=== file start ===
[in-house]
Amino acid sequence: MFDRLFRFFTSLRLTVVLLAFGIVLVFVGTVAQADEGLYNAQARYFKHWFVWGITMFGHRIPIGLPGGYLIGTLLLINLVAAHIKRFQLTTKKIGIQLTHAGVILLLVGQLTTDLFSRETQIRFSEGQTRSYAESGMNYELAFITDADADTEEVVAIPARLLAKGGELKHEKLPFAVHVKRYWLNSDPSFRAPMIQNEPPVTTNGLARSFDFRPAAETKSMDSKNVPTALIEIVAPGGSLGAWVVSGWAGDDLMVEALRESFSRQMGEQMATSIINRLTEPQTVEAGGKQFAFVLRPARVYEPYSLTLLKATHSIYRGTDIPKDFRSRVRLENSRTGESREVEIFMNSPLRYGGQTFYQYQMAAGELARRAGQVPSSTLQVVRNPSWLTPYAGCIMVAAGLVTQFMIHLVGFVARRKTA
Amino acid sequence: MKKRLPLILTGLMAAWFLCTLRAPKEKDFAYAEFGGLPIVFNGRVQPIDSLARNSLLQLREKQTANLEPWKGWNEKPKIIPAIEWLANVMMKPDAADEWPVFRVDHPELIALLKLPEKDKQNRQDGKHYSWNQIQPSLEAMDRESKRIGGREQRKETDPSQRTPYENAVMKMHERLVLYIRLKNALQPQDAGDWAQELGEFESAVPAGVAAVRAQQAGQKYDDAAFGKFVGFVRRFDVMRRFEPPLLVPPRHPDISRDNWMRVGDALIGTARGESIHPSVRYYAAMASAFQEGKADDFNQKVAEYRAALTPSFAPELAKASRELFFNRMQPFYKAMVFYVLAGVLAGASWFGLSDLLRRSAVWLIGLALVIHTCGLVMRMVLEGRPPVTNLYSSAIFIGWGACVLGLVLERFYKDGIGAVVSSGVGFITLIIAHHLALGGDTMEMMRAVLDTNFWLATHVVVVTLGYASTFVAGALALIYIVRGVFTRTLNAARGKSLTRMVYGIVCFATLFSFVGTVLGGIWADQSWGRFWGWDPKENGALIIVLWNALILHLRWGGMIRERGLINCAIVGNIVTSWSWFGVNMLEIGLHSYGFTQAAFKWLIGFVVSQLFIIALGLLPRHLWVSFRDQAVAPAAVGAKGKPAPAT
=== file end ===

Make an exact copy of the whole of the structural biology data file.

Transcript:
[in-house]
Amino acid sequence: MFDRLFRFFTSLRLTVVLLAFGIVLVFVGTVAQADEGLYNAQARYFKHWFVWGITMFGHRIPIGLPGGYLIGTLLLINLVAAHIKRFQLTTKKIGIQLTHAGVILLLVGQLTTDLFSRETQIRFSEGQTRSYAESGMNYELAFITDADADTEEVVAIPARLLAKGGELKHEKLPFAVHVKRYWLNSDPSFRAPMIQNEPPVTTNGLARSFDFRPAAETKSMDSKNVPTALIEIVAPGGSLGAWVVSGWAGDDLMVEALRESFSRQMGEQMATSIINRLTEPQTVEAGGKQFAFVLRPARVYEPYSLTLLKATHSIYRGTDIPKDFRSRVRLENSRTGESREVEIFMNSPLRYGGQTFYQYQMAAGELARRAGQVPSSTLQVVRNPSWLTPYAGCIMVAAGLVTQFMIHLVGFVARRKTA
Amino acid sequence: MKKRLPLILTGLMAAWFLCTLRAPKEKDFAYAEFGGLPIVFNGRVQPIDSLARNSLLQLREKQTANLEPWKGWNEKPKIIPAIEWLANVMMKPDAADEWPVFRVDHPELIALLKLPEKDKQNRQDGKHYSWNQIQPSLEAMDRESKRIGGREQRKETDPSQRTPYENAVMKMHERLVLYIRLKNALQPQDAGDWAQELGEFESAVPAGVAAVRAQQAGQKYDDAAFGKFVGFVRRFDVMRRFEPPLLVPPRHPDISRDNWMRVGDALIGTARGESIHPSVRYYAAMASAFQEGKADDFNQKVAEYRAALTPSFAPELAKASRELFFNRMQPFYKAMVFYVLAGVLAGASWFGLSDLLRRSAVWLIGLALVIHTCGLVMRMVLEGRPPVTNLYSSAIFIGWGACVLGLVLERFYKDGIGAVVSSGVGFITLIIAHHLALGGDTMEMMRAVLDTNFWLATHVVVVTLGYASTFVAGALALIYIVRGVFTRTLNAARGKSLTRMVYGIVCFATLFSFVGTVLGGIWADQSWGRFWGWDPKENGALIIVLWNALILHLRWGGMIRERGLINCAIVGNIVTSWSWFGVNMLEIGLHSYGFTQAAFKWLIGFVVSQLFIIALGLLPRHLWVSFRDQAVAPAAVGAKGKPAPAT